continued “I had a bunch of penny postcards that were pre-stamped. I’d send them to my mother every once in a while to let her know I was still alive,” he said. “’Crazy Fred’ they called me.”
In the fall of 1940, he traveled to New York City and joined the Seventh Regiment of the National Guard. In February 1941, right after war was declared, his regiment was called into active federal service. In February 1942, he volunteered to join the Air Corps.
Taylor flew 31 total missions over Germany, northern Italy, France and Poland during his three years in the Air Corps — including two on D-Day.
“They got us up around 12:30 in the morning [on D-Day] for the briefing, then we had breakfast, then sacked out at our plane until takeoff,” he recalled. He said his crew had 10 men in the plane, and they were loaded with six 1,000-pound bombs in the weapons bay.
“We knew exactly what we were going to do,” he said.
Taylor’s plane — which was named “Patches” because it had more than 400 patched bullet holes in it from enemy fire — made one pass over Normandy that morning, aiming its payload at enemy installations and troops, he said. He said there was not much enemy opposition in the air. “You don’t get scared about anything because we just had such overwhelming power,” he said.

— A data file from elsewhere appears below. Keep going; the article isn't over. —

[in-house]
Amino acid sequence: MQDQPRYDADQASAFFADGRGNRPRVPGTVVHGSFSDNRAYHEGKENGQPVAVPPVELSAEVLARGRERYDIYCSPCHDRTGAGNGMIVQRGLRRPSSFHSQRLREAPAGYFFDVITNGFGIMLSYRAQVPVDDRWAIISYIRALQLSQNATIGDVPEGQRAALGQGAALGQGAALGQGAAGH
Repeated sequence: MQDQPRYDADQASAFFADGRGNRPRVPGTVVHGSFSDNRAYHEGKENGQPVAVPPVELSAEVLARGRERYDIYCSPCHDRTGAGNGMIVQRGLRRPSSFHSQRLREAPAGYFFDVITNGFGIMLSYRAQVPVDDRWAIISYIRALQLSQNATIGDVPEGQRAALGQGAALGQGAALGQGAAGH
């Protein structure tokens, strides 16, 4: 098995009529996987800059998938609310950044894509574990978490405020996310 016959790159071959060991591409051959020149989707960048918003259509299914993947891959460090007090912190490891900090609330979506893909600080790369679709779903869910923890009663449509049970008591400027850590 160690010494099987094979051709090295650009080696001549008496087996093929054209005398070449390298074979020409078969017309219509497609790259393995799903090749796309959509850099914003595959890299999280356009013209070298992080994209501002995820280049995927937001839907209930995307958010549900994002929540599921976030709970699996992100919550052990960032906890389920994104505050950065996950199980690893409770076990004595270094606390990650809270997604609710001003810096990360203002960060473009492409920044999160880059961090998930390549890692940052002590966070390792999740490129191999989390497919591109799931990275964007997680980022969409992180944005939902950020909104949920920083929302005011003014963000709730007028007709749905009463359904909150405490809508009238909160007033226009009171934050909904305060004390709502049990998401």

In the late afternoon of D-Day, after the Allied forces had secured the Cherbourg Peninsula (part of the Northwest coast of France), Taylor and his crew made a second bombing run at German positions in Cherbourg.
“That invasion was so well-organized and well-planned, Germany didn’t stand a chance,” Taylor said. “But they put up one hell of a fight.”
During his 31 bombing missions in the war, Taylor never lost a man or had his plane shot down, he said. But he did have one close call during the 1944 bombing of Berlin.